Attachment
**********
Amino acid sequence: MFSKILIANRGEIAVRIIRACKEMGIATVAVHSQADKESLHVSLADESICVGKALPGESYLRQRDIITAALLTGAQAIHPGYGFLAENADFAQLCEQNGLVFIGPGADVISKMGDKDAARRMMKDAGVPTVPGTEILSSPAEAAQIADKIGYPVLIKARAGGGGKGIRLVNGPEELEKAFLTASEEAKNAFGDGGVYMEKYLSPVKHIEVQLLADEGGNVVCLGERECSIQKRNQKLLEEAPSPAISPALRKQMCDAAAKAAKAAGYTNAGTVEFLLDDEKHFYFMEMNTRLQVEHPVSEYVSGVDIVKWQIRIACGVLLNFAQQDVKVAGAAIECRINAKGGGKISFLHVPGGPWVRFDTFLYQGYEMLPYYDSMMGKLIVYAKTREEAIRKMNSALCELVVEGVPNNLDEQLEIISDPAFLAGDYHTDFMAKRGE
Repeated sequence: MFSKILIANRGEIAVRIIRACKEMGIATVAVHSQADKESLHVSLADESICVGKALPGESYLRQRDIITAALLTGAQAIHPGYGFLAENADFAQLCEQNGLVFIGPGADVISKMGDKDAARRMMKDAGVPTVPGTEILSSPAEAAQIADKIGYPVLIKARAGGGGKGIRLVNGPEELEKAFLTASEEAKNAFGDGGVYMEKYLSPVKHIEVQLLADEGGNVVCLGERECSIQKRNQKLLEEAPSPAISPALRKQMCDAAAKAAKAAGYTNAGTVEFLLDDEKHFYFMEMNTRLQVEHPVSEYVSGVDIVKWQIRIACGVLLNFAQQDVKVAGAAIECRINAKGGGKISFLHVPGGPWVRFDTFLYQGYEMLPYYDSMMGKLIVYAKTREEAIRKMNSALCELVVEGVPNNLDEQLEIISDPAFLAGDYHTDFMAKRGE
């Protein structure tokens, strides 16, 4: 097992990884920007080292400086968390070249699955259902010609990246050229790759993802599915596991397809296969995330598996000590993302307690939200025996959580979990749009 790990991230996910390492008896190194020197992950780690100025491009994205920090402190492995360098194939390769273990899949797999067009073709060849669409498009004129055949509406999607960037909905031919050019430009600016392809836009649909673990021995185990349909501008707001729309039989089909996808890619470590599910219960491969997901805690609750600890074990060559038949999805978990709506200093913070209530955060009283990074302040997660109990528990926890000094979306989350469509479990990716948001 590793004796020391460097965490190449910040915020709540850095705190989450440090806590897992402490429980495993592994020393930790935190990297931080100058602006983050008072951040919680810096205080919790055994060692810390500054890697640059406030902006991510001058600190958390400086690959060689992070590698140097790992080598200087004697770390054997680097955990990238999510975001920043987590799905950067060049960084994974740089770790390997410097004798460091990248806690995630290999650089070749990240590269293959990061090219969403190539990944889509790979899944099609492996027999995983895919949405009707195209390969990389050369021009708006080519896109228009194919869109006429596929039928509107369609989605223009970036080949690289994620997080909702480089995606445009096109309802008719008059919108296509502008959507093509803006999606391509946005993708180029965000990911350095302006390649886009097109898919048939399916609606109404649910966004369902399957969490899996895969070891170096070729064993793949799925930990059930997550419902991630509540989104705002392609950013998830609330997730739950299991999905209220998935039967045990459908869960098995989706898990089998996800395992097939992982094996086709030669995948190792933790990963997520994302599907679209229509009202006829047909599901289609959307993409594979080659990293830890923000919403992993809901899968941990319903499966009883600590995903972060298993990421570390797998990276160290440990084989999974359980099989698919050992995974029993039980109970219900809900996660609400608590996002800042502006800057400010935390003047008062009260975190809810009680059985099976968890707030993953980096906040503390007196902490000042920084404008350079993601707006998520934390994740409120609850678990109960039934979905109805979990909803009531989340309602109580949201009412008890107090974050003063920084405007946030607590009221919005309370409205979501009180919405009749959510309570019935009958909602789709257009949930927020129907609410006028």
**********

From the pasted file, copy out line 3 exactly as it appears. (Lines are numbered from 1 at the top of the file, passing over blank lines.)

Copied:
């Protein structure tokens, strides 16, 4: 097992990884920007080292400086968390070249699955259902010609990246050229790759993802599915596991397809296969995330598996000590993302307690939200025996959580979990749009 790990991230996910390492008896190194020197992950780690100025491009994205920090402190492995360098194939390769273990899949797999067009073709060849669409498009004129055949509406999607960037909905031919050019430009600016392809836009649909673990021995185990349909501008707001729309039989089909996808890619470590599910219960491969997901805690609750600890074990060559038949999805978990709506200093913070209530955060009283990074302040997660109990528990926890000094979306989350469509479990990716948001 590793004796020391460097965490190449910040915020709540850095705190989450440090806590897992402490429980495993592994020393930790935190990297931080100058602006983050008072951040919680810096205080919790055994060692810390500054890697640059406030902006991510001058600190958390400086690959060689992070590698140097790992080598200087004697770390054997680097955990990238999510975001920043987590799905950067060049960084994974740089770790390997410097004798460091990248806690995630290999650089070749990240590269293959990061090219969403190539990944889509790979899944099609492996027999995983895919949405009707195209390969990389050369021009708006080519896109228009194919869109006429596929039928509107369609989605223009970036080949690289994620997080909702480089995606445009096109309802008719008059919108296509502008959507093509803006999606391509946005993708180029965000990911350095302006390649886009097109898919048939399916609606109404649910966004369902399957969490899996895969070891170096070729064993793949799925930990059930997550419902991630509540989104705002392609950013998830609330997730739950299991999905209220998935039967045990459908869960098995989706898990089998996800395992097939992982094996086709030669995948190792933790990963997520994302599907679209229509009202006829047909599901289609959307993409594979080659990293830890923000919403992993809901899968941990319903499966009883600590995903972060298993990421570390797998990276160290440990084989999974359980099989698919050992995974029993039980109970219900809900996660609400608590996002800042502006800057400010935390003047008062009260975190809810009680059985099976968890707030993953980096906040503390007196902490000042920084404008350079993601707006998520934390994740409120609850678990109960039934979905109805979990909803009531989340309602109580949201009412008890107090974050003063920084405007946030607590009221919005309370409205979501009180919405009749959510309570019935009958909602789709257009949930927020129907609410006028």